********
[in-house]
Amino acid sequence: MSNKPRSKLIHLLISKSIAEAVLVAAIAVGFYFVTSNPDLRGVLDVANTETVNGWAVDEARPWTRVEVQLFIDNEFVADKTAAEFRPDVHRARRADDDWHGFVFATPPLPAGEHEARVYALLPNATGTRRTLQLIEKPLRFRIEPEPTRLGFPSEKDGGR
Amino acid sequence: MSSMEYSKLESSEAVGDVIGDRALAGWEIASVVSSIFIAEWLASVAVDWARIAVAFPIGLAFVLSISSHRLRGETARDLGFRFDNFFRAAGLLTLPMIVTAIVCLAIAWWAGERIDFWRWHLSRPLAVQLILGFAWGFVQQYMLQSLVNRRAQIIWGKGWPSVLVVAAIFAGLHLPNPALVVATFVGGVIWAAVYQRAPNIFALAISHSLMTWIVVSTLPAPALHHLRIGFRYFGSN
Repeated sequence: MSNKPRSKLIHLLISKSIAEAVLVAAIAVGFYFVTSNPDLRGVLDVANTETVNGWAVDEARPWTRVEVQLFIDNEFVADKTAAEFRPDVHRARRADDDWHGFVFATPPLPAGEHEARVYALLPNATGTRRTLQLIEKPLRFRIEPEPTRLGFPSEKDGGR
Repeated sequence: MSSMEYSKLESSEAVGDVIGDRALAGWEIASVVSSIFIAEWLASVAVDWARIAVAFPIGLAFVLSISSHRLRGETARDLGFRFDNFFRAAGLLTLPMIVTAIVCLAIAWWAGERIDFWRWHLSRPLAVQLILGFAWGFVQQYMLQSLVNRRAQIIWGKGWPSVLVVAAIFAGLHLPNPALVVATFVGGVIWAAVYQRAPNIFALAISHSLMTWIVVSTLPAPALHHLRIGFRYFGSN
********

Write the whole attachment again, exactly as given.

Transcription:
[in-house]
Amino acid sequence: MSNKPRSKLIHLLISKSIAEAVLVAAIAVGFYFVTSNPDLRGVLDVANTETVNGWAVDEARPWTRVEVQLFIDNEFVADKTAAEFRPDVHRARRADDDWHGFVFATPPLPAGEHEARVYALLPNATGTRRTLQLIEKPLRFRIEPEPTRLGFPSEKDGGR
Amino acid sequence: MSSMEYSKLESSEAVGDVIGDRALAGWEIASVVSSIFIAEWLASVAVDWARIAVAFPIGLAFVLSISSHRLRGETARDLGFRFDNFFRAAGLLTLPMIVTAIVCLAIAWWAGERIDFWRWHLSRPLAVQLILGFAWGFVQQYMLQSLVNRRAQIIWGKGWPSVLVVAAIFAGLHLPNPALVVATFVGGVIWAAVYQRAPNIFALAISHSLMTWIVVSTLPAPALHHLRIGFRYFGSN
Repeated sequence: MSNKPRSKLIHLLISKSIAEAVLVAAIAVGFYFVTSNPDLRGVLDVANTETVNGWAVDEARPWTRVEVQLFIDNEFVADKTAAEFRPDVHRARRADDDWHGFVFATPPLPAGEHEARVYALLPNATGTRRTLQLIEKPLRFRIEPEPTRLGFPSEKDGGR
Repeated sequence: MSSMEYSKLESSEAVGDVIGDRALAGWEIASVVSSIFIAEWLASVAVDWARIAVAFPIGLAFVLSISSHRLRGETARDLGFRFDNFFRAAGLLTLPMIVTAIVCLAIAWWAGERIDFWRWHLSRPLAVQLILGFAWGFVQQYMLQSLVNRRAQIIWGKGWPSVLVVAAIFAGLHLPNPALVVATFVGGVIWAAVYQRAPNIFALAISHSLMTWIVVSTLPAPALHHLRIGFRYFGSN